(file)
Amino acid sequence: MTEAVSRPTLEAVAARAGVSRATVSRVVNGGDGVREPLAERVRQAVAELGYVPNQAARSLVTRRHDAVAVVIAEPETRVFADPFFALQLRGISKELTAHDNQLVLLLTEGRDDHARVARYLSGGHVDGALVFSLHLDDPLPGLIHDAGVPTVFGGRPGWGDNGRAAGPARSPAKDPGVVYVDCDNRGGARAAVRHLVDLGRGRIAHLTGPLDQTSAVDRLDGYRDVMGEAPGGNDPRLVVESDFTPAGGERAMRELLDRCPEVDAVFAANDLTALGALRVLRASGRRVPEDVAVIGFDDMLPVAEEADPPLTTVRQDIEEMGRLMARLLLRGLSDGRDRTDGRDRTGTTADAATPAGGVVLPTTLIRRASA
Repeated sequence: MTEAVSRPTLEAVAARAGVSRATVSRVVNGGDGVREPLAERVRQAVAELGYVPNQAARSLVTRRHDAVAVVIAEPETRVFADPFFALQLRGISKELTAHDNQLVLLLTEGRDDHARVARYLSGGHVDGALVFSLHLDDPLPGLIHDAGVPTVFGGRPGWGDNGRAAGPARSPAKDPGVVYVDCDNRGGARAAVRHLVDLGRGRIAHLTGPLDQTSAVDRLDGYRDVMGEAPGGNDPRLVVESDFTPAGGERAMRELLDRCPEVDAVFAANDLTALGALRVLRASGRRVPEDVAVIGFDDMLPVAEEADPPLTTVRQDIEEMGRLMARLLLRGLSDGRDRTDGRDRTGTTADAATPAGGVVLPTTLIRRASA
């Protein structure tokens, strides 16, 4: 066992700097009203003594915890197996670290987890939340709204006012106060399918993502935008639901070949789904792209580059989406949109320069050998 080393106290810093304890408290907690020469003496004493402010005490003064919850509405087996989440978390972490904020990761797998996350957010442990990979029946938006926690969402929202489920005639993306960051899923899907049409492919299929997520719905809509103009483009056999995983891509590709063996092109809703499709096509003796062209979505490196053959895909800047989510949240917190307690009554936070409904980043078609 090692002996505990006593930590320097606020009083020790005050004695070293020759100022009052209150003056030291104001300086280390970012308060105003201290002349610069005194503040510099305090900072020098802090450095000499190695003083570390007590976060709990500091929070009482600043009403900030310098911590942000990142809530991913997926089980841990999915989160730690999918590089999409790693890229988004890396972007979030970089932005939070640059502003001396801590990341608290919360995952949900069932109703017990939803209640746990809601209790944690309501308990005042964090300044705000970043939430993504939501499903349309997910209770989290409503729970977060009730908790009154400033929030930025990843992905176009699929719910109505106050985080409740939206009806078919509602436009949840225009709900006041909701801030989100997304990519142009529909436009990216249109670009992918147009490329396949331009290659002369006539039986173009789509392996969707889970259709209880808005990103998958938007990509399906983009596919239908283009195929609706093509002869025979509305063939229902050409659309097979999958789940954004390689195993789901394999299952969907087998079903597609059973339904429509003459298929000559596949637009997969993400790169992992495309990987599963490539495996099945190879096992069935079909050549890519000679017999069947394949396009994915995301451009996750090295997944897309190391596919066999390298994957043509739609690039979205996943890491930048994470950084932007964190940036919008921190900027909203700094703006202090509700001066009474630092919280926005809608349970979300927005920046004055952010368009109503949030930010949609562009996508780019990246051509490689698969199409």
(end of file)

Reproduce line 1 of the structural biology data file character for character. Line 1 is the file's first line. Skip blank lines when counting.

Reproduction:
Amino acid sequence: MTEAVSRPTLEAVAARAGVSRATVSRVVNGGDGVREPLAERVRQAVAELGYVPNQAARSLVTRRHDAVAVVIAEPETRVFADPFFALQLRGISKELTAHDNQLVLLLTEGRDDHARVARYLSGGHVDGALVFSLHLDDPLPGLIHDAGVPTVFGGRPGWGDNGRAAGPARSPAKDPGVVYVDCDNRGGARAAVRHLVDLGRGRIAHLTGPLDQTSAVDRLDGYRDVMGEAPGGNDPRLVVESDFTPAGGERAMRELLDRCPEVDAVFAANDLTALGALRVLRASGRRVPEDVAVIGFDDMLPVAEEADPPLTTVRQDIEEMGRLMARLLLRGLSDGRDRTDGRDRTGTTADAATPAGGVVLPTTLIRRASA